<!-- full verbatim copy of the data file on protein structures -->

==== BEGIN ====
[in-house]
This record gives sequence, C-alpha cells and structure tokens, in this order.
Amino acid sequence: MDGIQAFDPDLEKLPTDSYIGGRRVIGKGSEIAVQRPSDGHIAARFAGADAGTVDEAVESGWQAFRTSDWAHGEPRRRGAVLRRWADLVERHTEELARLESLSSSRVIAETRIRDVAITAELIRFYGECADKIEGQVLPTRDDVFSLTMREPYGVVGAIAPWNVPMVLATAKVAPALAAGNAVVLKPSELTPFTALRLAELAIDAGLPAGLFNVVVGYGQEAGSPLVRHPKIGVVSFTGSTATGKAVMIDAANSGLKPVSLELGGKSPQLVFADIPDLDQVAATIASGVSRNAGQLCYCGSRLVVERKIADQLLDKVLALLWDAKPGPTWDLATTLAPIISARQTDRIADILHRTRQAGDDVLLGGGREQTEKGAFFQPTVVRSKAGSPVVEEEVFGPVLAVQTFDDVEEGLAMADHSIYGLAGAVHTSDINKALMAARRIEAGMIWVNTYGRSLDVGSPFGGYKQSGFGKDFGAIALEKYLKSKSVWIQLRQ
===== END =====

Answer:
[in-house]
This record gives sequence, C-alpha cells and structure tokens, in this order.
Amino acid sequence: MDGIQAFDPDLEKLPTDSYIGGRRVIGKGSEIAVQRPSDGHIAARFAGADAGTVDEAVESGWQAFRTSDWAHGEPRRRGAVLRRWADLVERHTEELARLESLSSSRVIAETRIRDVAITAELIRFYGECADKIEGQVLPTRDDVFSLTMREPYGVVGAIAPWNVPMVLATAKVAPALAAGNAVVLKPSELTPFTALRLAELAIDAGLPAGLFNVVVGYGQEAGSPLVRHPKIGVVSFTGSTATGKAVMIDAANSGLKPVSLELGGKSPQLVFADIPDLDQVAATIASGVSRNAGQLCYCGSRLVVERKIADQLLDKVLALLWDAKPGPTWDLATTLAPIISARQTDRIADILHRTRQAGDDVLLGGGREQTEKGAFFQPTVVRSKAGSPVVEEEVFGPVLAVQTFDDVEEGLAMADHSIYGLAGAVHTSDINKALMAARRIEAGMIWVNTYGRSLDVGSPFGGYKQSGFGKDFGAIALEKYLKSKSVWIQLRQ